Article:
MCX, the mobile payments joint venture set up by a coalition of some of the largest retailers in the US, has confirmed that members using the system will be contractually obliged to exclude alternative platforms provided by the likes of Apple and the telco-backed Softcard consortium. Meanwhile, the group has confirmed that pilot participant email addresses have been stolen by hackers.
The issue of exclusivity has come to the fore following the decisions by MCX member firms CVS and Rite Aid to block Apple Pay transactions in their stores.
In a blog post
explaining its position, MCX says: "MCX merchants make their own decisions about what solutions they want to bring to their customers; the choice is theirs. When merchants choose to work with MCX, they choose to do so exclusively and we’re proud of the long list of merchants who have partnered with us. Importantly, if a merchant decides to stop working with MCX, there are no fines."
During a hastily convened press call, MCX CEO Dekkers Davidson again claimed, contrary to a New York times report, that there are no fines for members using Apple Pay. Asked if retailers are able to leave at any time, he replied only that they are "free" to make the best decisions for their consumers.
In the future, he suggested that it is possible that merchants could accept both CurrentC and Apple Pay, conceding that it will likely require two or three successful players to reach the mobile payments tipping point, but, for now, it is one or the other.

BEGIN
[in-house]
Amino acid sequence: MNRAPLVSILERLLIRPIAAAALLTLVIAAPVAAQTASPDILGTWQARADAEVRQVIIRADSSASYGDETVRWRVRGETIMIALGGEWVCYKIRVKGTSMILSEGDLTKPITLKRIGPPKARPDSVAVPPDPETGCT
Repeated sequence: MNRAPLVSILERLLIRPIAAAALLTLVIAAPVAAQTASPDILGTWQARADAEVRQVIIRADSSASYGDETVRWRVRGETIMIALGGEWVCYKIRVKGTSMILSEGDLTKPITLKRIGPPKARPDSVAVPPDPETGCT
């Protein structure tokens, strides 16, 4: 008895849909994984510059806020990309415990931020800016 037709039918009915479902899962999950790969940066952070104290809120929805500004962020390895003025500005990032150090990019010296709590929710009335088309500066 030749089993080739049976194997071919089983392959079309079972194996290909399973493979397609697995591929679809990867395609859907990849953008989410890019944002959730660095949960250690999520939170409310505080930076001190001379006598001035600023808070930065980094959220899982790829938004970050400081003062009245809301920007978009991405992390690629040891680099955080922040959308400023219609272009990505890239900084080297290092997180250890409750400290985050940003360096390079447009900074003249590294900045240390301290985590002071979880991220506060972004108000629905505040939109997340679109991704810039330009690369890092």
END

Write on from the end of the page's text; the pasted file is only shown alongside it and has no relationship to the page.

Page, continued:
Davidson also moved to downplay the importance of QR codes to CurrentC, insisting that the platform is technologically agnostic and that the group is already working on BLE options, with NFC a possibility in the future.
The group, which claims support from 50 merchants at 110,000 US high street storefronts, says its barcode scanning payments and loyalty system was conceived at a time when the market lacked a viable mobile wallet that would benefit both consumers and retailers.
"Today, we believe that need still exists, and our working group is getting ready to reveal a solution that is different from other mobile payment options in many important ways."
Whether the group will be allowed to enforce its terms of service is questionable. Earlier this week, the bank-backed trade association ETA branded the boycott of alternative mobile platforms as 'anti-competitive'.
"This decision has nothing to do with convenience, reliability, or security," stated the lobby group. "Because MCX says its retailers represent 1/5 of total US retail sales, this group boycott could negatively impact consumer choice in the mobile payments marketplace."
Worse still for the MCX retailers, the JV has confirmed that in the last 36 hours it has discovered that pilot participant email addresses have been taken following a data breach. The group says that no other information was taken and that the CurrentC app itself was not affected. Nevertheless, the news rather flies in the face of an MCX pledge that "consumers’ privacy and data security are our top priorities".
During today's press call, Davidson refused to name the third party vendor which was hacked and said that incident would not affect the timeline for the CurrentC public launch. He also refused to speculate on who could be behind the attack but did note that the JV was taking on an established industry and expected to faced resistance.